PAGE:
Publication Date: November 2004
Publisher: Library of Congress. Congressional Research Service
Research Area: Environment
Many argue that the threat of severe wildfires has grown in recent years because of unnaturally high fuel loads (e.g., dense undergrowth and dead trees), raising concerns about damage to property and homes in the wildland-urban interface (WUI) — forests near or surrounding homes. Debates about fire control and protection, including funding and fuel treatments (e.g., thinning and prescribed burning), have focused on national forests and other federal lands, but nonfederal lands are also at risk.
Federal wildfire management funding rose dramatically after the severe 2000 fire season. In September 2000, President Clinton proposed a new National Fire Plan, requesting $1.8 billion to supplement the $1.1 billion originally requested for FY2001. Congress enacted most of this proposal and funding request, and support for expanded wildfire programs (excluding supplemental firefighting money) generally has continued.
On August 22, 2002, President Bush proposed the Healthy Forests Initiative. The initiative proposed changes to forest management laws, in part, to improve fire protection through fuel reduction. Several tools can reduce fuel loads — prescribed burning, thinning, and salvage and other timber cutting. Proponents of fuel reduction have expressed frustration with alleged project delays from environmental analyses of, and public participation in, federal agency decisions (primarily under the National Environmental Policy Act [NEPA]) and from administrative appeals and judicial reviews of decisions. Critics dispute these assertions and are concerned that speedier action could allow environmentally damaging timber harvesting, without adequate environmental review and public oversight.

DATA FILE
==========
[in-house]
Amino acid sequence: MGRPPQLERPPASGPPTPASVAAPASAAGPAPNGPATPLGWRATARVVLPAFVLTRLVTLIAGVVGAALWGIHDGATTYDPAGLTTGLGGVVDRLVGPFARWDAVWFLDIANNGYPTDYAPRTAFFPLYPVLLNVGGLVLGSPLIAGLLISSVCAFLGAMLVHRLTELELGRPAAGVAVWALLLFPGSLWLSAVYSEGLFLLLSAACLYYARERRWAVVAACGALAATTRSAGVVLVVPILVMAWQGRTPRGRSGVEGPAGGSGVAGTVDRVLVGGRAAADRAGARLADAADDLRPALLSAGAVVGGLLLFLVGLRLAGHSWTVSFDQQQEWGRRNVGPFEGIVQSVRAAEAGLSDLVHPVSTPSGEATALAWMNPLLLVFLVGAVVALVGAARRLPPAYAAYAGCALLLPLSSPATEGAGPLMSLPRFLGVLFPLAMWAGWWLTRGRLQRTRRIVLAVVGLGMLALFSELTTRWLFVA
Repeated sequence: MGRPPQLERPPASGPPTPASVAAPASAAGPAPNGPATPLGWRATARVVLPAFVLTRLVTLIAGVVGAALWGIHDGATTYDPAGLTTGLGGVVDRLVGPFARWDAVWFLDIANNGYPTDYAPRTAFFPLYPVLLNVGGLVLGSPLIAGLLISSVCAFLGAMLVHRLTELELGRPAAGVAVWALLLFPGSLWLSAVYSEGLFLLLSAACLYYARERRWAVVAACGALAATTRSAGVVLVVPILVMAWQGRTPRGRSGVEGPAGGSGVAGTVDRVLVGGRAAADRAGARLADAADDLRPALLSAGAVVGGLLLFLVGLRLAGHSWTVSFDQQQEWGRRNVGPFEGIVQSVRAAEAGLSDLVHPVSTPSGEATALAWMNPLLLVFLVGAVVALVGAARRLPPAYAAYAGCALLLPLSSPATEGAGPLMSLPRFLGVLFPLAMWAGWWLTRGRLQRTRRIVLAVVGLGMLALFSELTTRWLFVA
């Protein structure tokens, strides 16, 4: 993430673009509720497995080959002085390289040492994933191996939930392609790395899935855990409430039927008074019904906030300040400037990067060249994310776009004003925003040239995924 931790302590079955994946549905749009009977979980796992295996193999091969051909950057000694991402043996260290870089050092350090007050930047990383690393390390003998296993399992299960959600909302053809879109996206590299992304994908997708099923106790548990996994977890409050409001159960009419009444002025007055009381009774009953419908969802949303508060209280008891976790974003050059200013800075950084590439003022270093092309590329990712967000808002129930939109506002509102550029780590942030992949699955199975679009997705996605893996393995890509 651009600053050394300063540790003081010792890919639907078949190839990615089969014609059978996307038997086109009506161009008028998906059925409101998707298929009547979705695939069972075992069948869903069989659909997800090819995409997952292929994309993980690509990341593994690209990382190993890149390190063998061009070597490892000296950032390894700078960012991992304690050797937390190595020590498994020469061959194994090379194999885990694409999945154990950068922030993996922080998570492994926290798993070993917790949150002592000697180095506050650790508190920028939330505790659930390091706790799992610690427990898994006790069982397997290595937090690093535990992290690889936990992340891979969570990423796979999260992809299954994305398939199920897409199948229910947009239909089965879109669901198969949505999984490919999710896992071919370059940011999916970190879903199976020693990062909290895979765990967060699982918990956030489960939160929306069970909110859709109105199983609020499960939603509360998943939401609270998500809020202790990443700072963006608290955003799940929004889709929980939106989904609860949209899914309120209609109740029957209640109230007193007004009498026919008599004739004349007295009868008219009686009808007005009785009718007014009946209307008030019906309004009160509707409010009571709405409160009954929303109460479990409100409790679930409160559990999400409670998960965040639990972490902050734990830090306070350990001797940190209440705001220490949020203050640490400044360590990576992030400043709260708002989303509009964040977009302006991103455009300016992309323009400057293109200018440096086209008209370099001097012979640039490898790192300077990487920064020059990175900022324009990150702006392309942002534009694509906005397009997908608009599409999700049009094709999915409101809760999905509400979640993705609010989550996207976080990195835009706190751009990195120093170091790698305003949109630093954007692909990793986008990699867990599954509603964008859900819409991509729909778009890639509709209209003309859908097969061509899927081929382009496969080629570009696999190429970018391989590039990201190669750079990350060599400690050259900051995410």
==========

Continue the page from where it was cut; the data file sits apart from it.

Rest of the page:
Wildfire protection bills were introduced in the 107th Congress, but none was enacted. Issues addressed in various proposals included priorities for action (typically emphasizing the WUI, municipal watersheds, and areas with insect and disease problems and blown-down trees); the necessity of NEPA environmental analysis and other environmental protection; public involvement and collaboration in, and administrative and judicial review of, fuel reduction projects; and the magnitude and duration of the program.
Much of the attention in the 108th Congress was on the Healthy Forests Restoration Act of 2003, H.R. 1904. This bill addressed many issues treated in the President’s Initiative — priorities, NEPA analysis, and public involvement and review — but also included titles allowing grants to use biomass, providing watershed forestry assistance, addressing insect infestations, and establishing private forest reserves. The bill passed the House on May 20, 2003, the Senate on October 30, and was signed into law (P.L. 108-148) on December 3, 2003.